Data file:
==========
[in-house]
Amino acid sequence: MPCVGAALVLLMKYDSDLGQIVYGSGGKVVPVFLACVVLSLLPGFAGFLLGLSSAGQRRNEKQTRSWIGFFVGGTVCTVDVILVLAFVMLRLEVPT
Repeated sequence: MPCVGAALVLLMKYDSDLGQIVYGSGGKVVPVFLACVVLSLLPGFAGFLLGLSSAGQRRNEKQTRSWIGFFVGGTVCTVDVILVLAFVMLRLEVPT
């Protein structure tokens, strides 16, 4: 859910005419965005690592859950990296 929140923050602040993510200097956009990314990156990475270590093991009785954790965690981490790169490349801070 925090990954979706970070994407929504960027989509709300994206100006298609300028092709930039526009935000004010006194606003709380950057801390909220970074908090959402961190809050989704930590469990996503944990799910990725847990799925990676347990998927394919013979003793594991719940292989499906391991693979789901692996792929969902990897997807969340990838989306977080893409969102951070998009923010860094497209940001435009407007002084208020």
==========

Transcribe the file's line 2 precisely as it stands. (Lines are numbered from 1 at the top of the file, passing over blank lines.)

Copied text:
Amino acid sequence: MPCVGAALVLLMKYDSDLGQIVYGSGGKVVPVFLACVVLSLLPGFAGFLLGLSSAGQRRNEKQTRSWIGFFVGGTVCTVDVILVLAFVMLRLEVPT